Cheap Chromebooks make for awesome travel dev systems

I needed a development machine to take with me in case something went wrong at work. My normal dev system is a Macbook, but I really didn't want to take it. It seemed too risky and even though its a newer model, it seemed too bulky to carry around in backpack everywhere I went.

So I bought a 11.6" Acer CB3-111 Chromebook. This felt risky at the time. I had never used a Chromebook before. I knew it was possible to run Ubuntu in chroot environments on Chromebooks, but it couldn't possibly work as well as advertised, right? Could I really get my dev environment working on this underpowered little computer? Also, it only has 16GB of SSD space, and some of that is devoted to the Chromebook OS. Would whatever is leftover really be enough to run a Linux distribution?

Well, it all worked out; even better than advertised. First of all, the hardware is great. Yeah, it feels sort of plasticy, but the thing costs less than $200! And Chromebook OS is very smart. Boot time is incredibly fast and the UI is fantastic.

But the Linux chroot setup - well, that was a revelation. Chromebooks are built on Linux, so running Ubuntu in a chroot is nothing like running a virtual machine. There is barely any performance penalty. And the lack of disk space was no problem for me. I really wasn't interested in running a full Gnome or Unity or KDE Plasma UI. I just wanted a shell environment to install my development tools. Thanks to years of sysadmining, I'm happy fixing bugs with just bash and vim.

The Chromebook was probably the best $175 I have ever spent on a computer. I imagine it will be my travel computer for years.

iPhone ups and downs

I took my trusty iPhone 4S. No, that's not a typo. If it ain't broke...

More than I expected from the battery

I was surprised how well the battery did. Battery life is one the main problems with an aging phone. In my normal life, I sometimes barely make it home before I need to recharge. I worried that I would be unable to take pictures at times because I wouldn't be able to recharge often enough.

But in Ethiopia, because I couldn't connect to the local GSM networks, the phone was on airplane mode when we were away from hotels and wifi. Apparently even an old phone can go a long time on airplane mode. And it was probably just my imagination, but recharging on 220V seemed even faster than 110V.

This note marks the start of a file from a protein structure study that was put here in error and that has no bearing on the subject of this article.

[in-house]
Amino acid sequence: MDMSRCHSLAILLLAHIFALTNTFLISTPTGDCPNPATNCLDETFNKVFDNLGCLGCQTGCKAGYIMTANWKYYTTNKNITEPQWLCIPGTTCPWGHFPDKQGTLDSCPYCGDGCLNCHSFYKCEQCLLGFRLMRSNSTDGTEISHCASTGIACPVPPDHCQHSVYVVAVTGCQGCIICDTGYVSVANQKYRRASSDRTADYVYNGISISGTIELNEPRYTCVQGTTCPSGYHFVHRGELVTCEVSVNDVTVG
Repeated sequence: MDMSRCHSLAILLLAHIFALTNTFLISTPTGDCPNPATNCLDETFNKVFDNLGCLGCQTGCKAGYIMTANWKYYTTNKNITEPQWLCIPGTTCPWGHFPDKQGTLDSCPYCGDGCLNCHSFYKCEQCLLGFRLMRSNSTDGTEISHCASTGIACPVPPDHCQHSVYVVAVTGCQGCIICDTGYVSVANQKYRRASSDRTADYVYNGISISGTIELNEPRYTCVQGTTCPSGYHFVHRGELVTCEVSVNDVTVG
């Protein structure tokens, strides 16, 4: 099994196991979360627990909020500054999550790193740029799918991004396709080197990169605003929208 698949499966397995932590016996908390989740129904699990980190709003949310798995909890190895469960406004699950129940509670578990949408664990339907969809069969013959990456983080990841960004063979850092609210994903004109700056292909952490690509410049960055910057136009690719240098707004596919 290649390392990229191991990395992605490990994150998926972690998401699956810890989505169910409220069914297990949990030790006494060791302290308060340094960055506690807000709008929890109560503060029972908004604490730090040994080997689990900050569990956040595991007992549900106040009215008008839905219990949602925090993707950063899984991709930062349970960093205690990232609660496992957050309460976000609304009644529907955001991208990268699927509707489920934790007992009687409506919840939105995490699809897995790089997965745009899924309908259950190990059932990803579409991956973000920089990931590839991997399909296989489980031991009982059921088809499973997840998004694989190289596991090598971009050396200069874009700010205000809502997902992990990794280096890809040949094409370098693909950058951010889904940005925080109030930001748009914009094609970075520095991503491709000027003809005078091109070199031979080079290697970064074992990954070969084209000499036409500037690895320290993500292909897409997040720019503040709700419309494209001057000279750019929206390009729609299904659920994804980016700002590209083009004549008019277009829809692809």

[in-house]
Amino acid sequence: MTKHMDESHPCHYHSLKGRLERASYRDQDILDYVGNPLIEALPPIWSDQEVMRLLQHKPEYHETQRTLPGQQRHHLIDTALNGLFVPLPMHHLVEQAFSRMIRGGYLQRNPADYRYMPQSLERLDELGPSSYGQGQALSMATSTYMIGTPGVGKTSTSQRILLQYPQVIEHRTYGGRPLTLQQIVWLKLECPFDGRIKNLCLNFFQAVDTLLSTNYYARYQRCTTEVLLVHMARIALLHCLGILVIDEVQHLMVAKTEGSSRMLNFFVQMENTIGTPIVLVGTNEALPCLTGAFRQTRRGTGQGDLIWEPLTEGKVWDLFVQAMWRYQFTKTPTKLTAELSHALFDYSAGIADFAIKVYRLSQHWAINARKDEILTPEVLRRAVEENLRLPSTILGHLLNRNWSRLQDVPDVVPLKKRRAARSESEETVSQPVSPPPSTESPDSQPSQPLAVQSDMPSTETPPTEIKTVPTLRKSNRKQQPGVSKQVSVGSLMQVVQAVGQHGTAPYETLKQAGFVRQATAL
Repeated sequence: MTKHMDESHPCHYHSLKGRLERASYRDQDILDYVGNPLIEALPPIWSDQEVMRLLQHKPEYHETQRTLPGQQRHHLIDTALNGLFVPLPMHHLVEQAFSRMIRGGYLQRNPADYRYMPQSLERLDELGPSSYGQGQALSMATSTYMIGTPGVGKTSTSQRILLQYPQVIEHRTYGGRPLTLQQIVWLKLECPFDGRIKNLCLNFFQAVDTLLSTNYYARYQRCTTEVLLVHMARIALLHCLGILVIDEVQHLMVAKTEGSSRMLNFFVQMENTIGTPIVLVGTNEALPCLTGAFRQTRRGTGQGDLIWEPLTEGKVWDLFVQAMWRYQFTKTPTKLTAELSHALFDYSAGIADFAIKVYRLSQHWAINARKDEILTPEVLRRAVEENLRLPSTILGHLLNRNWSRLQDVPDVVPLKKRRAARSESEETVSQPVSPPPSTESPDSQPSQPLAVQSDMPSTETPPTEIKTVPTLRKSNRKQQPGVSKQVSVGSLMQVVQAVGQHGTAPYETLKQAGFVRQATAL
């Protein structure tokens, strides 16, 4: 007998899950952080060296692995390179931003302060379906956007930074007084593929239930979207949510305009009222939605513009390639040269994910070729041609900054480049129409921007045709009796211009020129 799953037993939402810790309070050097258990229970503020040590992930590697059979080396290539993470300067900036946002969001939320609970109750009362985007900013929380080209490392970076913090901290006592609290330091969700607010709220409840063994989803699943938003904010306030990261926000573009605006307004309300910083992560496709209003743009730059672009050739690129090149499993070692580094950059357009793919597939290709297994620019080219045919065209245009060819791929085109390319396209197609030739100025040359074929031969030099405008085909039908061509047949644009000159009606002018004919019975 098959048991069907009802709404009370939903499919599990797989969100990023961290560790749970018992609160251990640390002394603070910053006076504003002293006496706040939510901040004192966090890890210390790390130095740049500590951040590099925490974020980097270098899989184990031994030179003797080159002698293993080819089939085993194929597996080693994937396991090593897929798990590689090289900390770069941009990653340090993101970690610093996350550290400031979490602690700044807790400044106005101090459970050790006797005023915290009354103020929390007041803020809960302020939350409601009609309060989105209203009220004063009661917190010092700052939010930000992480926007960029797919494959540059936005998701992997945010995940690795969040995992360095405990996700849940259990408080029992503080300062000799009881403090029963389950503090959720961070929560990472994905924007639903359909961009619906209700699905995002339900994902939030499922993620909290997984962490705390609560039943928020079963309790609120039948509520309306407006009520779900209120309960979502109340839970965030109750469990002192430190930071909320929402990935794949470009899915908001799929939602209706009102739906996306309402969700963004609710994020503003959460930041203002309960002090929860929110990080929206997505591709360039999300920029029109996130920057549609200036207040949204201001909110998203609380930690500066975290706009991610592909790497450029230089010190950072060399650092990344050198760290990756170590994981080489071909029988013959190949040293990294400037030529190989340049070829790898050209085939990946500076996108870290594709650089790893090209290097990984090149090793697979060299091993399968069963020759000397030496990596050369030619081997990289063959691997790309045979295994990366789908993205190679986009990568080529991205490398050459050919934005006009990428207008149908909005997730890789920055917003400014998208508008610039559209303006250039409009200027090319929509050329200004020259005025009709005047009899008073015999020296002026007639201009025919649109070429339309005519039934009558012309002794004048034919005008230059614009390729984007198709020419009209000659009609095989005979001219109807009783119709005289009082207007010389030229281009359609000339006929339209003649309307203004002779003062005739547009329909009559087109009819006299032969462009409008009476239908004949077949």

Less than I expected from iCloud and Photos

I did have a problem with not being able to take pictures at all times, but it was more with iCloud's syncing protocol. I use iCloud Photo Library, which means that theoretically all the pictures I take are synced to iCloud whenever the phone is online. And, the Photos app is smart enough to ditch the fullsize images in favor of smaller thumbnails when you are running out of disk space. Since this is an old phone and I have a lot of pictures, I am pretty much always running out of disk space.

What I didn't know is that iCloud will not sync if it can tell you have a poor connection. So there were a few days when I had to frantically delete apps or podcasts or other stuff to make more room for photos even though I did have an Internet connection, albeit a bad one. Once we got to a hotel with a better connection, the Photos app was able to upload, sync, and purge.

New Balance Minimus 10v3s are the perfect shoes for exploring a developing country

These New Balance Minimus trail shoes are one in a series of minimal running shoes I have tried. I got lucky and bought these shortly before the trip. They were perfect. Even in the biggest cities in Ethiopia many of the roads are unpaved or have no sidewalks. Almost everywhere I was walking on dirt and rocks. A shoe designed for trails was ideal both in the cities and in the country side.

This is a great shoe. The Vibram outsole is awesome. Probably the best minimalist shoe I have tried so far.

New Balance Minimus 10v3